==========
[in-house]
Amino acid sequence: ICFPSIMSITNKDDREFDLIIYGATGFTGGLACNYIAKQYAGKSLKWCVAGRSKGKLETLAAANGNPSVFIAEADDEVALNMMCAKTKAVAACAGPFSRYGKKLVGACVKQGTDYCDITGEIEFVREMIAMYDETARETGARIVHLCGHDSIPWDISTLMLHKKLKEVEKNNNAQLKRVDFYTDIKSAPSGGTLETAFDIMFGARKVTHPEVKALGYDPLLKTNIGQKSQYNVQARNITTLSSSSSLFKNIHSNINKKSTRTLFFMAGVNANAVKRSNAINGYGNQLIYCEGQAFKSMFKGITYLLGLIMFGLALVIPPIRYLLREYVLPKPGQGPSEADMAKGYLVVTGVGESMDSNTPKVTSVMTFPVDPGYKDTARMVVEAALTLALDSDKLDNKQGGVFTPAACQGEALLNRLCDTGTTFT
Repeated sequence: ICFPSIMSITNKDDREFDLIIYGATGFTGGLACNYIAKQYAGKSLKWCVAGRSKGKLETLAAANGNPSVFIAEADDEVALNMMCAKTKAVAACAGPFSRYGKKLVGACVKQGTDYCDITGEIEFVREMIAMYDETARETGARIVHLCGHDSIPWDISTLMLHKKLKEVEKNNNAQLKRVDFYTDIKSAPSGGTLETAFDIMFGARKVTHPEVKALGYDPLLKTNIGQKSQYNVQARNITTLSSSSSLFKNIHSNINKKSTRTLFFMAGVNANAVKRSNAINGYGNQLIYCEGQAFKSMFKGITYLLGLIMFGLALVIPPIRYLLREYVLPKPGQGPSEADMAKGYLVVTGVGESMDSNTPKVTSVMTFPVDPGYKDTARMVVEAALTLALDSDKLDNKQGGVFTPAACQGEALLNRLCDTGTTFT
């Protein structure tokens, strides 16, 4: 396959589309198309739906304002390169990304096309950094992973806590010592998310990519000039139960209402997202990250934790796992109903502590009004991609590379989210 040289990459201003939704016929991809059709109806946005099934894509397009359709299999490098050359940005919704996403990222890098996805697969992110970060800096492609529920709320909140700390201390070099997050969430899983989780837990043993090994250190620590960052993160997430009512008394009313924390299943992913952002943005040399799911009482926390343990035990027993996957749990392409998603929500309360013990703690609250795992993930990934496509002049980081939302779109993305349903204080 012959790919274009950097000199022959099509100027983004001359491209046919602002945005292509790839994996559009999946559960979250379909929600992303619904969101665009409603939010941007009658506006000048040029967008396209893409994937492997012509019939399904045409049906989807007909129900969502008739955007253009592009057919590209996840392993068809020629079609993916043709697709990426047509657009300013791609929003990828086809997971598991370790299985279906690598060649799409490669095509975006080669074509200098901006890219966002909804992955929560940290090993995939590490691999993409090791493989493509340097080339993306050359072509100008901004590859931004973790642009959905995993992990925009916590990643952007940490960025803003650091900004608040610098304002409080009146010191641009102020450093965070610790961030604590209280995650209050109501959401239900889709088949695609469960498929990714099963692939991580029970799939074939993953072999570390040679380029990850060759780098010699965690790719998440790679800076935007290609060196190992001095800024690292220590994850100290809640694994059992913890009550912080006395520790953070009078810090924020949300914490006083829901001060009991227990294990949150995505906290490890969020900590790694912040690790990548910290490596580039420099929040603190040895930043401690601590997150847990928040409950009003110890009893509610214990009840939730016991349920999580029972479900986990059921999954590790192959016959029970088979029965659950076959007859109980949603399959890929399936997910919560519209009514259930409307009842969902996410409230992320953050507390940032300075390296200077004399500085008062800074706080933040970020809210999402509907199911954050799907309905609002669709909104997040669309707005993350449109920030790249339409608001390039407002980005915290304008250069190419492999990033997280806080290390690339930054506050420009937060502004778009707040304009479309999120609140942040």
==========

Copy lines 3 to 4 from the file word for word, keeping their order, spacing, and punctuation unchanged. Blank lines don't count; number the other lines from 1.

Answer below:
Repeated sequence: ICFPSIMSITNKDDREFDLIIYGATGFTGGLACNYIAKQYAGKSLKWCVAGRSKGKLETLAAANGNPSVFIAEADDEVALNMMCAKTKAVAACAGPFSRYGKKLVGACVKQGTDYCDITGEIEFVREMIAMYDETARETGARIVHLCGHDSIPWDISTLMLHKKLKEVEKNNNAQLKRVDFYTDIKSAPSGGTLETAFDIMFGARKVTHPEVKALGYDPLLKTNIGQKSQYNVQARNITTLSSSSSLFKNIHSNINKKSTRTLFFMAGVNANAVKRSNAINGYGNQLIYCEGQAFKSMFKGITYLLGLIMFGLALVIPPIRYLLREYVLPKPGQGPSEADMAKGYLVVTGVGESMDSNTPKVTSVMTFPVDPGYKDTARMVVEAALTLALDSDKLDNKQGGVFTPAACQGEALLNRLCDTGTTFT
């Protein structure tokens, strides 16, 4: 396959589309198309739906304002390169990304096309950094992973806590010592998310990519000039139960209402997202990250934790796992109903502590009004991609590379989210 040289990459201003939704016929991809059709109806946005099934894509397009359709299999490098050359940005919704996403990222890098996805697969992110970060800096492609529920709320909140700390201390070099997050969430899983989780837990043993090994250190620590960052993160997430009512008394009313924390299943992913952002943005040399799911009482926390343990035990027993996957749990392409998603929500309360013990703690609250795992993930990934496509002049980081939302779109993305349903204080 012959790919274009950097000199022959099509100027983004001359491209046919602002945005292509790839994996559009999946559960979250379909929600992303619904969101665009409603939010941007009658506006000048040029967008396209893409994937492997012509019939399904045409049906989807007909129900969502008739955007253009592009057919590209996840392993068809020629079609993916043709697709990426047509657009300013791609929003990828086809997971598991370790299985279906690598060649799409490669095509975006080669074509200098901006890219966002909804992955929560940290090993995939590490691999993409090791493989493509340097080339993306050359072509100008901004590859931004973790642009959905995993992990925009916590990643952007940490960025803003650091900004608040610098304002409080009146010191641009102020450093965070610790961030604590209280995650209050109501959401239900889709088949695609469960498929990714099963692939991580029970799939074939993953072999570390040679380029990850060759780098010699965690790719998440790679800076935007290609060196190992001095800024690292220590994850100290809640694994059992913890009550912080006395520790953070009078810090924020949300914490006083829901001060009991227990294990949150995505906290490890969020900590790694912040690790990548910290490596580039420099929040603190040895930043401690601590997150847990928040409950009003110890009893509610214990009840939730016991349920999580029972479900986990059921999954590790192959016959029970088979029965659950076959007859109980949603399959890929399936997910919560519209009514259930409307009842969902996410409230992320953050507390940032300075390296200077004399500085008062800074706080933040970020809210999402509907199911954050799907309905609002669709909104997040669309707005993350449109920030790249339409608001390039407002980005915290304008250069190419492999990033997280806080290390690339930054506050420009937060502004778009707040304009479309999120609140942040």